I don’t know if I’m abusing Fraser Bullock’s definition of a channel by describing the internet as a channel. But I do know that many if not most of the pureplay internet companies from the mid-90s have expanded over the years to become multi-channel retailers.
Except for potential channel conflict, which can damage a company, there is little reason for a company to stay purely within one channel. Companies want to expand, and finding new channels is a great way to grow your business.
But for startup companies, finding the first channel that gets you customers and revenue is the most important thing.
One unusual source that I rely on again and again to discover potential channels for companies that I am involved in is the Directories in Print, published by Gale. I own a 2003 edition. But local university libraries often have the latest edition on the shelves.
Directories in Print is like the yellow pages, which I also sometimes use for brainstorming potential channels and strategic partners. It covers hundreds of categories and topics. And within each topic, it lists industry organizations, associations, published guides, and all kinds of directories of members and companies. It’s a great starting place to get a feel for an industry.
Next, I like to research all the periodicals and publications that cover a particular topic. The Gale Directory of Publications and Broadcast Media lists more than 11,000 periodicals, newspapers, radio, TV and cable stations. The 1994 edition listed more than 50 periodicals in the genealogy industry.
The Standard Periodical Directory lists more than 70,000 titles in 230 subject areas. Oxbridge publishes several titles including the Oxbridge Directory of Newsletters.
I don’t have copies of any of these, but I hope to get copies of many of these reference books for the Provo Labs Academy Library. For now, we’ll just prepare a directory of the most useful ones along with their call numbers in the BYU Library.
I’ve blogged before about the great need for entrepreneurs to write things down. Intellectual capital, even the name and email address of a single person whom you once met, might be the key to your finding the channel that will turn your company into a success.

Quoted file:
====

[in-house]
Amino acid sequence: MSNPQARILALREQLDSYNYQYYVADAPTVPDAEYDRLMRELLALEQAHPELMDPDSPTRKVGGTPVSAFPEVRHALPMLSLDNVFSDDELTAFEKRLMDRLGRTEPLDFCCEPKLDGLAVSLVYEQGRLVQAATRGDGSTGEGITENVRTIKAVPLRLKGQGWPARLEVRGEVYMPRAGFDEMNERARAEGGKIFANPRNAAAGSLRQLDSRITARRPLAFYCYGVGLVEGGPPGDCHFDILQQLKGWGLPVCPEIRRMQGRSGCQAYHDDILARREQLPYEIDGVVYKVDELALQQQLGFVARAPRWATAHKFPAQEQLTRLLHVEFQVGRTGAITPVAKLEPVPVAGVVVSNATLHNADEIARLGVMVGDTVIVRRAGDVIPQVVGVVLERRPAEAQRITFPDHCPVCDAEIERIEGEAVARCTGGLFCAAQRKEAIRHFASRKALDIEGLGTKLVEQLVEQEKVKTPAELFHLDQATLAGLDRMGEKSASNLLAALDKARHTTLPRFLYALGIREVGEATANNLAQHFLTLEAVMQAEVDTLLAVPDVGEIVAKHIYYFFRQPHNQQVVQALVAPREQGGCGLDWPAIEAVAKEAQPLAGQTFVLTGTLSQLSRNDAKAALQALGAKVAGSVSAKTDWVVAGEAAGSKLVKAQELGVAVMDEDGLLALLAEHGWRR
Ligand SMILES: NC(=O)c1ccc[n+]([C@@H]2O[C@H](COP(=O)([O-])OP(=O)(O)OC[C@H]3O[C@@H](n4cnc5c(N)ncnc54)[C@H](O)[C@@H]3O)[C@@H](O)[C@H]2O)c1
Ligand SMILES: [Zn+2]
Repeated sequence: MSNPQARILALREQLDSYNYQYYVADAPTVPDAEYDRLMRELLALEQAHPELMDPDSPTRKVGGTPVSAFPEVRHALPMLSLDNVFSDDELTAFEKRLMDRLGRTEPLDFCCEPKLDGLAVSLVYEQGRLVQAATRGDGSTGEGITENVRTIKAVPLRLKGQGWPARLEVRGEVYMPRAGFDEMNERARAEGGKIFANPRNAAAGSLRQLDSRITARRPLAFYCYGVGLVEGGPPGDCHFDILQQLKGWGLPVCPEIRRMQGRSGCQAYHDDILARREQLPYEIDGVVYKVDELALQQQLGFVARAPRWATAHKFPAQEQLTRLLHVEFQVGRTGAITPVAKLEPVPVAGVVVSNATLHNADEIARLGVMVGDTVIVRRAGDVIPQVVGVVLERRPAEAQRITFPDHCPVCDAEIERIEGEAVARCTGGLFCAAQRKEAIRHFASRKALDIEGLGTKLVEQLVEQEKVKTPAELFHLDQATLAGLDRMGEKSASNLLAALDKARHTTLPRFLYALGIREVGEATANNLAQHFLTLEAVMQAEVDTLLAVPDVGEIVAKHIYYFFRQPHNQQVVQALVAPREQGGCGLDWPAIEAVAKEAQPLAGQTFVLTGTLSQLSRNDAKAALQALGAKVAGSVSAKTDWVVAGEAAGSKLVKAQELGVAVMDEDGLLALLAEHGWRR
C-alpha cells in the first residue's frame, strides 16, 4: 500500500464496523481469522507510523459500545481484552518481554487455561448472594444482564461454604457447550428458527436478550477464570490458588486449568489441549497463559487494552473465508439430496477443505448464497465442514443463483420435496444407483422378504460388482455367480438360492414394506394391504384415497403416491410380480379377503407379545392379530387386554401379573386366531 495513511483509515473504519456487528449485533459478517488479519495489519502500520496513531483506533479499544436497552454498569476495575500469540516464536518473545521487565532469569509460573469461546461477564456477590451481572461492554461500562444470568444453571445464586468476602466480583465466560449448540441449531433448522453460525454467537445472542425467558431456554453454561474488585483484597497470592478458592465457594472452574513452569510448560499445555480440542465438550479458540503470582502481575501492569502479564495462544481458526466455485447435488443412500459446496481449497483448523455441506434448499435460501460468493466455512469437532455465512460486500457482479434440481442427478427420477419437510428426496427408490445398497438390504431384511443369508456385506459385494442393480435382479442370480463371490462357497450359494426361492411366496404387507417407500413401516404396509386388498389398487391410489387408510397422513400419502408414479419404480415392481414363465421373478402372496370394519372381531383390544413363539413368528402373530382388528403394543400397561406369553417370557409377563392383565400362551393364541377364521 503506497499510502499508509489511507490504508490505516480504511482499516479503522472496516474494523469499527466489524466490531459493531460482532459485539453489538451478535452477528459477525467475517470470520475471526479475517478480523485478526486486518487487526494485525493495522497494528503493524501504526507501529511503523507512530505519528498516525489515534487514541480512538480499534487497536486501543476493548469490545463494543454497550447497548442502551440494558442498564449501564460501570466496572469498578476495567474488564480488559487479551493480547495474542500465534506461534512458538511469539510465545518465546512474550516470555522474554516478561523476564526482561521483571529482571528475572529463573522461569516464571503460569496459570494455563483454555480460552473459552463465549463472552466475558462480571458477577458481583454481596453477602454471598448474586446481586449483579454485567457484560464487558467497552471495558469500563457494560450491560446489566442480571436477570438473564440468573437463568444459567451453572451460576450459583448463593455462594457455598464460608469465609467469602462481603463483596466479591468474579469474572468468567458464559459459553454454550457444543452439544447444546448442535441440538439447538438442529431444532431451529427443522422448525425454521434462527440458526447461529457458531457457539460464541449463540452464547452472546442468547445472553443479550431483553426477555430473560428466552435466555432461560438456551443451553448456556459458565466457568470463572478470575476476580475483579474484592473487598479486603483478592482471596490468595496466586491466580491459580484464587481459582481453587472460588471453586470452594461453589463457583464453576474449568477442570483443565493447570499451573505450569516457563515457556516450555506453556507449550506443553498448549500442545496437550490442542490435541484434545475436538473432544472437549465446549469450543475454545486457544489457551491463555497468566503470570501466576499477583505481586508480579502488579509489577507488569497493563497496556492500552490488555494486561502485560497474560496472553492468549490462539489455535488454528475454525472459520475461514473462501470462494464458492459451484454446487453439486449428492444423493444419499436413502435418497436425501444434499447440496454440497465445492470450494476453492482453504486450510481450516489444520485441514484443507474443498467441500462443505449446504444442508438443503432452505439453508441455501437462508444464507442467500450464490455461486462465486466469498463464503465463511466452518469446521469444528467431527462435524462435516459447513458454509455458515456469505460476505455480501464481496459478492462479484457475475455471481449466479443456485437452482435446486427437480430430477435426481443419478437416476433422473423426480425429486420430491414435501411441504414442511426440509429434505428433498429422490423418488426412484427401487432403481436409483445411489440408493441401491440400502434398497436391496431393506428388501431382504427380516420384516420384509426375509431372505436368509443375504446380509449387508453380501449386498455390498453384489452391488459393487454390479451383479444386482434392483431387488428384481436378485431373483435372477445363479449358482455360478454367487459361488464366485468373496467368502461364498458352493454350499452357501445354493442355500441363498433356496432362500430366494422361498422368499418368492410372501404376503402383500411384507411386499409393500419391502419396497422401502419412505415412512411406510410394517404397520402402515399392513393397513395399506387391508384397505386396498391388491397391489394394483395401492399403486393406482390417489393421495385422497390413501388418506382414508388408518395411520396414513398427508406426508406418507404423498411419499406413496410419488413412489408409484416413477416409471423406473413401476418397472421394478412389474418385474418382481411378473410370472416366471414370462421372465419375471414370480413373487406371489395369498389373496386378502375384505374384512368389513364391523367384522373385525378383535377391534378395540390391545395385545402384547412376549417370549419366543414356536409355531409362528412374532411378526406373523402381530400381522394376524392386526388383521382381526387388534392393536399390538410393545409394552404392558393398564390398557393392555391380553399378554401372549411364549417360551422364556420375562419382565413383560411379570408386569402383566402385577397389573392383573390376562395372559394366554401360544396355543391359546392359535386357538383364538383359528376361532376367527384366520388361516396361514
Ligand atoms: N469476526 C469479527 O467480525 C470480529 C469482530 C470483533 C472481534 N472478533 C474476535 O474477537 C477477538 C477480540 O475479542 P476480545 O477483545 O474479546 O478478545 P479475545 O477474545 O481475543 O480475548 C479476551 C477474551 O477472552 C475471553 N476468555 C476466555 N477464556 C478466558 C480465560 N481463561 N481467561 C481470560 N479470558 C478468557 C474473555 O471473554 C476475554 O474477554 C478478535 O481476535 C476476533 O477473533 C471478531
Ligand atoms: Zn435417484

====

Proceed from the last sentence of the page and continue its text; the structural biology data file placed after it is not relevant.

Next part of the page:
The Apprentice episode a couple years ago that showed two teams competing to attract brides to a single day wedding gown sale in downtown New York City ended with one team failing miserably and the other team selling dozens of gowns to the crowd of brides-to-be that flocked to the sale. The difference? One team knew about theknot.com‘s bridal registry database; the other team did not.
The team with a channel wins over the team with no channel.
So what is the #1 need for startup companies? Find a channel that helps you find customers and generate sales. Of course as Fraser Bullock also pointed out, you have to have a great product to break into a channel, sometimes 10 times better than the competition that is already entrenched.
But some channels, like the internet, are great for new companies with new products. I encourage entrepreneurs to use sales channels like eBay to see if they can sell their product to the millions of people who shop there before investing thousands of dollars in building their own web site. I also advocate setting up stores on Yahoo and Amazon and not merely relying on your own single storefront. Take your products to where the customers are. Use all the available channels to reach the maximum number of people.
The ebook publishing company that Provo Labs recently invested in has some great online channels, including Handango and Mobipocket, with more coming soon, including a major web retailer.
The Deseret News has become a great partner for the LDS Media products. And mp3books.com is working with FranklinCovey to make its audio books more widely available to its customers.
FundingUniverse.com is using Sprout Marketing to help identify influencers in the angel investing world and also to find potential strategic partners. Strategic partners that bring you into contact with their constituents can also be considered channel partners in a broad sense — don’t just think retail channels.
So if you are a startup, think long and hard about the channels that you are going to use to get your company to profitability. Spend more time on that than you ever have before, and your chances for success will increase.